Amanda: All right, everybody. I have a really special guest today that I’m so excited to bring to you and to have this conversation. I have on the show today Autumn Witt Boyd who is an experienced and relatable lawyer who helps million dollar coaches and online educators reach their big goals. Together with her team at the AWB firm, Autumn guides online businesses as they grow. 

She has special expertise in copyright and trademark issues. Her firm offers full service legal support. I will say I have been working with Autumn and her team over the course of the last few years, and they are such a wonderful team, have been such a great resource for me. I’ve referred so many clients to the AWB firm, and I highly recommend Autumn and her team’s work. So with that, welcome to the show Autumn.

Autumn: Thank you, Amanda. That was such a delightful intro. Full disclaimer, you’re not an affiliate or anything. There’s no compensation being traded.

Amanda: No, but I do want to let everyone know. 

Autumn: I really appreciate your feedback.

Amanda: No, you’re so welcome. One of the things that I want to also say to you Autumn is that what I appreciate so much about you and your team is that you do understand the online coaching industry specifically. I think there’s a lot of, of course, attorneys out there. There’s a lot of resources that we have the option to use. What I really appreciate so much about your team is that you’re so knowledgeable about the online coaching industry specifically, and you have so much experience working in that field. So thank you so much for taking the time today. I’m super excited to have this conversation.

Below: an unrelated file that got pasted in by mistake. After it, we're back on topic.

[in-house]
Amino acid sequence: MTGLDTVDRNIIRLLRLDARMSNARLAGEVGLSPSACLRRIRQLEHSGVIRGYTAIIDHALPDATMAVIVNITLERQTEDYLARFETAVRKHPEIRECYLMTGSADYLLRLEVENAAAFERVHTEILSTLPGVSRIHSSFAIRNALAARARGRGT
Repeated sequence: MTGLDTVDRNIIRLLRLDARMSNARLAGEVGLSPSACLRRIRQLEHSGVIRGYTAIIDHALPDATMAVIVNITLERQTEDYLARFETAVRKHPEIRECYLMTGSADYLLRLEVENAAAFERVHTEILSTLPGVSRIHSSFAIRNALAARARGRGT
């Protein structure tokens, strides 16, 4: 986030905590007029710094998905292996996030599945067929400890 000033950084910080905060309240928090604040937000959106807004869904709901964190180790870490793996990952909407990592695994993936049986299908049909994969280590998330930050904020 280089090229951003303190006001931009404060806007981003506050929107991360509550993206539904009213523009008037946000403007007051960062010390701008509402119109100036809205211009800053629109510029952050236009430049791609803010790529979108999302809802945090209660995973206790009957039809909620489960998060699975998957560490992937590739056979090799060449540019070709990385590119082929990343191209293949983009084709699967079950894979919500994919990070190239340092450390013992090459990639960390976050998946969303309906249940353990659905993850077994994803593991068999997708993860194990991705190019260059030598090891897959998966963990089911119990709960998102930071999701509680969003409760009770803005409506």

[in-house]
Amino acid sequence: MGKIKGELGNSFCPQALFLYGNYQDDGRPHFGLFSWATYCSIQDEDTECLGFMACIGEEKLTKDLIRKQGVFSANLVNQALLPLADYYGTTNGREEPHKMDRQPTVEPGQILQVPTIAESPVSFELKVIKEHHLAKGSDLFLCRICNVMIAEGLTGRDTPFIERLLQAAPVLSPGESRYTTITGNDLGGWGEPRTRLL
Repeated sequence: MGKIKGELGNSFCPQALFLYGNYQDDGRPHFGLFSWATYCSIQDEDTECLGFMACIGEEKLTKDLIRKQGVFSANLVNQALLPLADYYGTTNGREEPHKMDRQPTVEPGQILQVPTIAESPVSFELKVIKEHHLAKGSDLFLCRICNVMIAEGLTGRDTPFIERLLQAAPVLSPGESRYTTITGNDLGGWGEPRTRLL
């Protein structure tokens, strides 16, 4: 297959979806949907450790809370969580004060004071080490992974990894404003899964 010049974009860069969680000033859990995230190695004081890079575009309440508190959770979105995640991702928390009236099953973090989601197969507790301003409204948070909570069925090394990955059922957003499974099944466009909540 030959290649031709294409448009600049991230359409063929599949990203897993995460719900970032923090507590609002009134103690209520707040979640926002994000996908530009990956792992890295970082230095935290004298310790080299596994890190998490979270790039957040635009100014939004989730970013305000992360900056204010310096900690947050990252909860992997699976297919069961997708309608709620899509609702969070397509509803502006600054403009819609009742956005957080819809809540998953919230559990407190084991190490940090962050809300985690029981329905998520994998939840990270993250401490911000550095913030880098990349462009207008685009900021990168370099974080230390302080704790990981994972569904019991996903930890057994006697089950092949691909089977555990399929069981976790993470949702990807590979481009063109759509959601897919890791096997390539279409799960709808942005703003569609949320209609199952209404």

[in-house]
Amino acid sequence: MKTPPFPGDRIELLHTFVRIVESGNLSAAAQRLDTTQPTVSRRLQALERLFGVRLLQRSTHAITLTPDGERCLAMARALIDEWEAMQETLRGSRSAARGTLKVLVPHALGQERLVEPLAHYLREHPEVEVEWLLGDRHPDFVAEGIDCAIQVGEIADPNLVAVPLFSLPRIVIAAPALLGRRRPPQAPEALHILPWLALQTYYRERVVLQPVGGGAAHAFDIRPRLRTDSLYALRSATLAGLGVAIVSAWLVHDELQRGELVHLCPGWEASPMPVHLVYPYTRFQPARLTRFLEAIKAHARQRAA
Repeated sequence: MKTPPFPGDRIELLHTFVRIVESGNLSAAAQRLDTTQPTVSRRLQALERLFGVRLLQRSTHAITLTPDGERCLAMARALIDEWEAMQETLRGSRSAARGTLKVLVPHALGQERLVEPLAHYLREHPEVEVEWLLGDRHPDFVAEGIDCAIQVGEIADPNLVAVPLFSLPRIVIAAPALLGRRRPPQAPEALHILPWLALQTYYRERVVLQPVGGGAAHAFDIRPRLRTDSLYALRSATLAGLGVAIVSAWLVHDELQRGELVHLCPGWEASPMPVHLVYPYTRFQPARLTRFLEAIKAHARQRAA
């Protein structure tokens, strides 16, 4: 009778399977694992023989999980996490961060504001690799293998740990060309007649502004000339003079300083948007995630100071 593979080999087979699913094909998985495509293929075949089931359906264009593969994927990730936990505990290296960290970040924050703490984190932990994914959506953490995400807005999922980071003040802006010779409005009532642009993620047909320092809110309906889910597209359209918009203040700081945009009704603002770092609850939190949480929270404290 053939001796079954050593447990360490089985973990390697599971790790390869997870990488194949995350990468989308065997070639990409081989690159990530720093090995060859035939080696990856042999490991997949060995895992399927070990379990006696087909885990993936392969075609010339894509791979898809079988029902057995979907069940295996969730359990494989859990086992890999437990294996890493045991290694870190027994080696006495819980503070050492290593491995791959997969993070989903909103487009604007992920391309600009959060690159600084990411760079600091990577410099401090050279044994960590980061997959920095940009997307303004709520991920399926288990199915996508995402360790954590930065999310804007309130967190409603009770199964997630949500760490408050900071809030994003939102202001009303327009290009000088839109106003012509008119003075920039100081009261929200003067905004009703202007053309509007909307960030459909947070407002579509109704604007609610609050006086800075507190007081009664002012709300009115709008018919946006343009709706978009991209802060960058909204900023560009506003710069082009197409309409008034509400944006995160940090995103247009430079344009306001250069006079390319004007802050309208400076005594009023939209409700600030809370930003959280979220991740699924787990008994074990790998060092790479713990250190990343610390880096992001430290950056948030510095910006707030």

Autumn: Yeah, same here. 

Amanda: All right. Okay. Well, let’s just dive in. I think a really good starting point for us Autumn is let’s just talk a little bit about the different stages of business. From your vantage point specifically, the legal considerations that coaches really need to be thinking about in those different phases

Before we hit record, you and I were talking a little bit about the listeners here. Being that we have listeners that are earlier stage in their business, we have listeners all the way in the seven plus figures that are listening to this show. So I think there’s different considerations at different levels in the business. So I’d love to just kind of pass that over to you and talk a little bit about what you think are some of those most important things for coaches to be thinking about in those different stages?